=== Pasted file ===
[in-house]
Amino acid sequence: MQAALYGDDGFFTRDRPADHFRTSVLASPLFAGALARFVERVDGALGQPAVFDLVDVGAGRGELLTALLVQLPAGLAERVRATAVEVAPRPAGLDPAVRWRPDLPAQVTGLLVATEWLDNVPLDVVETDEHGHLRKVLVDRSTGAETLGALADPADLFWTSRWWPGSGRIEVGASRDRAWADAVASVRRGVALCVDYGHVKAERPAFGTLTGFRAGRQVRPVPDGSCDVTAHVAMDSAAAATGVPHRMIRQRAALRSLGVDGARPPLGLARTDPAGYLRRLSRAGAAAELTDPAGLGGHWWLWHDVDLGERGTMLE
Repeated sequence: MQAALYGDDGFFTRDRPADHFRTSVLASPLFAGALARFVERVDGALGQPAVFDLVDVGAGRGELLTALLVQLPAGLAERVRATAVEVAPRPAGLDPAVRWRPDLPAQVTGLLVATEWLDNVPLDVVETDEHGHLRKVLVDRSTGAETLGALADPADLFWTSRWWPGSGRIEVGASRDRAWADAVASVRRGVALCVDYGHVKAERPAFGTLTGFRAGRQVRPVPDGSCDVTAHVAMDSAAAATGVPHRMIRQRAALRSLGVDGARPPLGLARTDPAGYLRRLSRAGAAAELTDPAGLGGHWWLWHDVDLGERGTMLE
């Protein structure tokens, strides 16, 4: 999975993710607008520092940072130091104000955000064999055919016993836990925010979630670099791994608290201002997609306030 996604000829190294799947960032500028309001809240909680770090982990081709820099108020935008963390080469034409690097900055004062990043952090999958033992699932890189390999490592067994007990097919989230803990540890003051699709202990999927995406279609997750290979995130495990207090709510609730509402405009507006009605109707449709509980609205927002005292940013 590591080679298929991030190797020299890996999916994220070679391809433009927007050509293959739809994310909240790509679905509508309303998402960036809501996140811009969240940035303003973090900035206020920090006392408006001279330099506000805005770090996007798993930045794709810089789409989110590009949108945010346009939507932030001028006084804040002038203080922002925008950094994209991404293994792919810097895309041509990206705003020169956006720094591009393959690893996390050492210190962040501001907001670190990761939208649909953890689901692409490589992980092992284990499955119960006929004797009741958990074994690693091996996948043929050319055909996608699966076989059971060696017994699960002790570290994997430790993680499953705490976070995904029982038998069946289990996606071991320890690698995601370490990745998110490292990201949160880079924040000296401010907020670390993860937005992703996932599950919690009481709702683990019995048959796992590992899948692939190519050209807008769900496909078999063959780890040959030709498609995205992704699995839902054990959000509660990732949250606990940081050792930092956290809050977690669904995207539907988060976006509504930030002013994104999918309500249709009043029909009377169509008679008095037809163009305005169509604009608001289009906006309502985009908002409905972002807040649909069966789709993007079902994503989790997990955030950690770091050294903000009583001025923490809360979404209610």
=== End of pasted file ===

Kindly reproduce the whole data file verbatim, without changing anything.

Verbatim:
[in-house]
Amino acid sequence: MQAALYGDDGFFTRDRPADHFRTSVLASPLFAGALARFVERVDGALGQPAVFDLVDVGAGRGELLTALLVQLPAGLAERVRATAVEVAPRPAGLDPAVRWRPDLPAQVTGLLVATEWLDNVPLDVVETDEHGHLRKVLVDRSTGAETLGALADPADLFWTSRWWPGSGRIEVGASRDRAWADAVASVRRGVALCVDYGHVKAERPAFGTLTGFRAGRQVRPVPDGSCDVTAHVAMDSAAAATGVPHRMIRQRAALRSLGVDGARPPLGLARTDPAGYLRRLSRAGAAAELTDPAGLGGHWWLWHDVDLGERGTMLE
Repeated sequence: MQAALYGDDGFFTRDRPADHFRTSVLASPLFAGALARFVERVDGALGQPAVFDLVDVGAGRGELLTALLVQLPAGLAERVRATAVEVAPRPAGLDPAVRWRPDLPAQVTGLLVATEWLDNVPLDVVETDEHGHLRKVLVDRSTGAETLGALADPADLFWTSRWWPGSGRIEVGASRDRAWADAVASVRRGVALCVDYGHVKAERPAFGTLTGFRAGRQVRPVPDGSCDVTAHVAMDSAAAATGVPHRMIRQRAALRSLGVDGARPPLGLARTDPAGYLRRLSRAGAAAELTDPAGLGGHWWLWHDVDLGERGTMLE
């Protein structure tokens, strides 16, 4: 999975993710607008520092940072130091104000955000064999055919016993836990925010979630670099791994608290201002997609306030 996604000829190294799947960032500028309001809240909680770090982990081709820099108020935008963390080469034409690097900055004062990043952090999958033992699932890189390999490592067994007990097919989230803990540890003051699709202990999927995406279609997750290979995130495990207090709510609730509402405009507006009605109707449709509980609205927002005292940013 590591080679298929991030190797020299890996999916994220070679391809433009927007050509293959739809994310909240790509679905509508309303998402960036809501996140811009969240940035303003973090900035206020920090006392408006001279330099506000805005770090996007798993930045794709810089789409989110590009949108945010346009939507932030001028006084804040002038203080922002925008950094994209991404293994792919810097895309041509990206705003020169956006720094591009393959690893996390050492210190962040501001907001670190990761939208649909953890689901692409490589992980092992284990499955119960006929004797009741958990074994690693091996996948043929050319055909996608699966076989059971060696017994699960002790570290994997430790993680499953705490976070995904029982038998069946289990996606071991320890690698995601370490990745998110490292990201949160880079924040000296401010907020670390993860937005992703996932599950919690009481709702683990019995048959796992590992899948692939190519050209807008769900496909078999063959780890040959030709498609995205992704699995839902054990959000509660990732949250606990940081050792930092956290809050977690669904995207539907988060976006509504930030002013994104999918309500249709009043029909009377169509008679008095037809163009305005169509604009608001289009906006309502985009908002409905972002807040649909069966789709993007079902994503989790997990955030950690770091050294903000009583001025923490809360979404209610």